The Double Hour
Dir. Giuseppe Capotondi
Styles: mystery drama
Others: Mulholland Dr.
Links: - Samuel Goldwyn Films
With The Double Hour, screenwriters Alessandro Fabbri, Ludovica Rampoldi, and Stefano Sardo may have solved a problem that has been plaguing hack scenarists for decades: how to improve upon or meaningfully subvert that old chestnut, the ‘all just a dream’ device. Instead of using the idea of a ludicrous series of events being simply some mad, arbitrary dream as a means of excusing the fantastical nature of a convoluted post-noir plot, they have taken the idea of a ‘dream’ as a residual jumble of meaningful images and ideas from a given dreamer’s recent life — then again, if the words meaningful and recent were removed from that sentence, then the idea would veer a bit closer to reality, but, after all, this is a movie — and used it as an expository device, to reconstruct, for the viewer, events preceding the story’s late point of action. Indeed, rather than present a series of intentionally obscured clues to the viewer, from which he or she might deduce the truth, the filmmakers have achieved the same obfuscatory effect by presenting their clues as dream fragments half-remembered by the character Sonia (Kseniya Rappoport) while in a brief coma.
Since this is the principle, if not the sole, achievement of director Giuseppe Capotondi’s Venice Film Festival-sweeping film, it is worth exploring in some detail: One morning, mousy cleaning lady Sonia witnesses a horrible suicide. She later attends a speed-dating event where she meets ex-cop, ex-alcoholic, and now security technician for a stately manor Guido (Filippo Timi). The stage seems to be set for a sad-sack romance until, as most cruel fortune would have it, when Guido leaves his post for a few minutes to show Sonia some highly romantic vegetation around the stately manor, it is burglarized by a team of surprisingly highly organized and curiously well-funded heist men. After the house is cleaned out, one of the baddies decides to take liberties with the tied-up Sonia (oh, but don’t they always, those bastards!), at which point Guido, being an ex-cop, intervenes (how like an ex-cop! Those heroes!) resulting in (what appears to be) his death; Sonia gets away with a non-fatal gunshot wound to the forehead.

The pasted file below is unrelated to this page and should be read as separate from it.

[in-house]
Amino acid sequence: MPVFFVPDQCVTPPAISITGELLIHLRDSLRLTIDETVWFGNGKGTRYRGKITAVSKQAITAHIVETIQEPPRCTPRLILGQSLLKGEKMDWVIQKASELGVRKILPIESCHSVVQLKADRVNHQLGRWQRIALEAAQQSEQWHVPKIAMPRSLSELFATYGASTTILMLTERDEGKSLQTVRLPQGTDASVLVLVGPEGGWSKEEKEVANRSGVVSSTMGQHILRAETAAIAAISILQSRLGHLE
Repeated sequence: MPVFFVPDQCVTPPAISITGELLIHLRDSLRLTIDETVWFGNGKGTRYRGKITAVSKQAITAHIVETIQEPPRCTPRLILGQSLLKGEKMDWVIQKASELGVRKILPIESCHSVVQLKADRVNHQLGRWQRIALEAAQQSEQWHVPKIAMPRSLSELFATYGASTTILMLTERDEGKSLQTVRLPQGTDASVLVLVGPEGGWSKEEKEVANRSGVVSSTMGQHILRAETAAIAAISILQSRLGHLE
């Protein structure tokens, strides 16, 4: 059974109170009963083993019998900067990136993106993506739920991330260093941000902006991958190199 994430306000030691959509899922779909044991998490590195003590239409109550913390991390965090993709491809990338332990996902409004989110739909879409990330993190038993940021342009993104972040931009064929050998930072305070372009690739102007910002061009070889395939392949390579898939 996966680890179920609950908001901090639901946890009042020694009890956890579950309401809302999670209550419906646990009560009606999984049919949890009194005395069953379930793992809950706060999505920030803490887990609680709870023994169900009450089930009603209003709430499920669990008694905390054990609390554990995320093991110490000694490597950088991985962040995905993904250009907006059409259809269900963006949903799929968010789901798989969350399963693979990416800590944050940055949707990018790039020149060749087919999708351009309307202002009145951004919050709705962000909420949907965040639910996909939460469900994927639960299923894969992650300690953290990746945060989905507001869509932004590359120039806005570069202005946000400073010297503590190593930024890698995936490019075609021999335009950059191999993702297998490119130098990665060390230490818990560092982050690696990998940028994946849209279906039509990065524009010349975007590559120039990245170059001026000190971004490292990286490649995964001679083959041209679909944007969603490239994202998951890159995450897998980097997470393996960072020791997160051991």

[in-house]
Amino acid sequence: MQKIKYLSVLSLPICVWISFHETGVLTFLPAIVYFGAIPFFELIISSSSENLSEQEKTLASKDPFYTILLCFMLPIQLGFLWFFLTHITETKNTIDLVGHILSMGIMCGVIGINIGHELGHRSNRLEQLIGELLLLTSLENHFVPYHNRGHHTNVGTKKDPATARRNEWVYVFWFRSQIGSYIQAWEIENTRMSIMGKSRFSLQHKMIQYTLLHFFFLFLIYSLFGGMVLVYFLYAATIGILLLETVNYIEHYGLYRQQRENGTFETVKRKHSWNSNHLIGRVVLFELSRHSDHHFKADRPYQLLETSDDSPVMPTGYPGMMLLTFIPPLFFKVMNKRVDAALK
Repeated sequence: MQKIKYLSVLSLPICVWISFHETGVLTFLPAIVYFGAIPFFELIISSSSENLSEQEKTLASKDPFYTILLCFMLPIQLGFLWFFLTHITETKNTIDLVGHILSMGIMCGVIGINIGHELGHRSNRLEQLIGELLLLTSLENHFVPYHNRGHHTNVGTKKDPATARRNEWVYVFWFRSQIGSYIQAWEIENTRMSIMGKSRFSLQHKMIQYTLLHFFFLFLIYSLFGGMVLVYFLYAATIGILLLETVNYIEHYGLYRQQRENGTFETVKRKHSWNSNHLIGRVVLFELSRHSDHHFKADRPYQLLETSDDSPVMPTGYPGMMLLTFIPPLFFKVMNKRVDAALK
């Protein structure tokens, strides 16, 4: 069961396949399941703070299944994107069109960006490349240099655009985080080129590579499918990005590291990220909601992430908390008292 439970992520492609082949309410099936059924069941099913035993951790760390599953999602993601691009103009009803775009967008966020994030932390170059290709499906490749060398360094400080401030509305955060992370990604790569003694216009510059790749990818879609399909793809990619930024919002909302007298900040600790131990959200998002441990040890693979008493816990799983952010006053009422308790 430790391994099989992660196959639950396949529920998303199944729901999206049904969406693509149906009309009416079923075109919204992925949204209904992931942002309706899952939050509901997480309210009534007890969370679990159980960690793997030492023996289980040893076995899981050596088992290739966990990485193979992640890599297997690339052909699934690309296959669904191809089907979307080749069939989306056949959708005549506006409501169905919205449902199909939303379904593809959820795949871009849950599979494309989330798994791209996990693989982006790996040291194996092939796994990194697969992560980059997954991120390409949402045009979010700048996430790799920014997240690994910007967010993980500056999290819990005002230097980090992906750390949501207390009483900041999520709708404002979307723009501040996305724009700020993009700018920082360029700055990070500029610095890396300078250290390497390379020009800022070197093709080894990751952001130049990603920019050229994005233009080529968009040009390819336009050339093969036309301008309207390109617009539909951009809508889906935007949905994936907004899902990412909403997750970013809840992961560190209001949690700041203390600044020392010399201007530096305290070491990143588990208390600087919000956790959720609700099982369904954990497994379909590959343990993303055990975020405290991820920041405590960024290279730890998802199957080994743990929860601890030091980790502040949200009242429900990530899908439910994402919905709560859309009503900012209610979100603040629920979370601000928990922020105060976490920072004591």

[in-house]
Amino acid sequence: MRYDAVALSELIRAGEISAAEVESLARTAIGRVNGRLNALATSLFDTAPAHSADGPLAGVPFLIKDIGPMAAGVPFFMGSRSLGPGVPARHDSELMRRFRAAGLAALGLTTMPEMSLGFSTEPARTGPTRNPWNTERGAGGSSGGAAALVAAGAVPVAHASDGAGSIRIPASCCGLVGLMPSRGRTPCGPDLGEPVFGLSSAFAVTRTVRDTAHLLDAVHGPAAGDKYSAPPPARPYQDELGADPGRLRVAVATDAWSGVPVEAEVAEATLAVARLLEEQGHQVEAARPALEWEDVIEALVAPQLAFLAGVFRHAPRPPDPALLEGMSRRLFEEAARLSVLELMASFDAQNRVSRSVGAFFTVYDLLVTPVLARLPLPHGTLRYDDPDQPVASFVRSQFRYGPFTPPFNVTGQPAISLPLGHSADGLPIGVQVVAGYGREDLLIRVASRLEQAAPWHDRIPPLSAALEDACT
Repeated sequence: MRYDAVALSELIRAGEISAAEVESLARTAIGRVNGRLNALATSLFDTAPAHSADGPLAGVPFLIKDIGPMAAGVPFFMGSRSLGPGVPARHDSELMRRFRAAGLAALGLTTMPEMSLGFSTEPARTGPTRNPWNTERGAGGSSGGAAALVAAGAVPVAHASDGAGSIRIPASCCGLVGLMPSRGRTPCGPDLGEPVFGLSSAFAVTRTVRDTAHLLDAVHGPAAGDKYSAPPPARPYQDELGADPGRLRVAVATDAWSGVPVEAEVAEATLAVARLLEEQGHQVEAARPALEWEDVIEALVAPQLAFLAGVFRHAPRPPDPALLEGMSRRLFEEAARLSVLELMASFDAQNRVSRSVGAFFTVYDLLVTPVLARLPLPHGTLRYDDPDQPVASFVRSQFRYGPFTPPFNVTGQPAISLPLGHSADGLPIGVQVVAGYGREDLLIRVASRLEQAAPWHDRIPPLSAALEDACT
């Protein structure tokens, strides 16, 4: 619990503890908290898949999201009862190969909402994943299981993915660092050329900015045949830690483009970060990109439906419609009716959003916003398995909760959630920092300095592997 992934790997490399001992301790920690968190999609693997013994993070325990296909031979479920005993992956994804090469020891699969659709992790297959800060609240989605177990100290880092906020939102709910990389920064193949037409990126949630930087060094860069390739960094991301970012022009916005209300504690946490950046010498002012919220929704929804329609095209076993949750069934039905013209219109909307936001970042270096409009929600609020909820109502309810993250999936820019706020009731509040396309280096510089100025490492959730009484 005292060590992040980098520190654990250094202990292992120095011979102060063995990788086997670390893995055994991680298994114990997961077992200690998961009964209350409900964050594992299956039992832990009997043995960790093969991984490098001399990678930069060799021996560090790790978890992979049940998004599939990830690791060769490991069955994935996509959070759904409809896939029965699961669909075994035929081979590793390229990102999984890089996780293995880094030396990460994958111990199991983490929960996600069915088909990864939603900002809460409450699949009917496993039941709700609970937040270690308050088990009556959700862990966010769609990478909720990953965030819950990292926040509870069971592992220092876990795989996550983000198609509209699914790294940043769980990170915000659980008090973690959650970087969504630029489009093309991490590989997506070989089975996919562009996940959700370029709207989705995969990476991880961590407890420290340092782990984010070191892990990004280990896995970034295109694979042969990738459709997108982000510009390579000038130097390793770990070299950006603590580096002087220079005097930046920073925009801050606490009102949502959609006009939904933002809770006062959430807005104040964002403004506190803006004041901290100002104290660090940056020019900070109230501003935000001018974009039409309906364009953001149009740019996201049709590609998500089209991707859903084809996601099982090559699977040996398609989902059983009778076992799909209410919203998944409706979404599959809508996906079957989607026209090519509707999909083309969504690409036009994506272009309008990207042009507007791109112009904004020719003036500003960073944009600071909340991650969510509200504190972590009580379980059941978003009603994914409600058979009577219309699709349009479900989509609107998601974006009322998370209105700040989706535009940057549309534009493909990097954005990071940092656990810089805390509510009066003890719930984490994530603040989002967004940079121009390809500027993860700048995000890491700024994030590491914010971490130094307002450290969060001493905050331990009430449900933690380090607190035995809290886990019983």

This is where The Double Hour gets a little confusing: not only does Sonia begin to experience auditory hallucinations relating to a song Guido played for her shortly before his (supposed) death, but she encounters variously ‘real’ apparitions of Guido, whose spirit may have some unresolved issues with her. She’s also being haunted by his ex-colleague Dante (Michele Di Mauro), who, like the shrewder viewers, wonders if the heist was less an unbelievable plot convolution than a part of Sonia’s or the film’s grand scheme. I won’t say any more — as difficult as it may be to believe, I haven’t even really spoiled the ending — but The Double Hour would be worth seeing solely for the narrative innovations of its twisty, thorny plot if it didn’t also feature a virtuosic performance from Russian actress Kseniya Rappoport, who exudes sufficient coolness to justify either the role of grid-lifer crushed by fate or treacherous, emotionally detached conspirator. The film’s ‘haunting’ sequences trump most modern horror films in terms of real palpable tension and anxiety, and the only (additional) drawbacks of the film are a slightly annoying stock ‘neurotic friend of female protagonist’ character, some ‘ex-cop’s colleague’isms and, of course, the lack of anything remotely resembling human beings interacting meaningfully, which often and understandably afflicts films based on scripts overly preoccupied with clever constructions.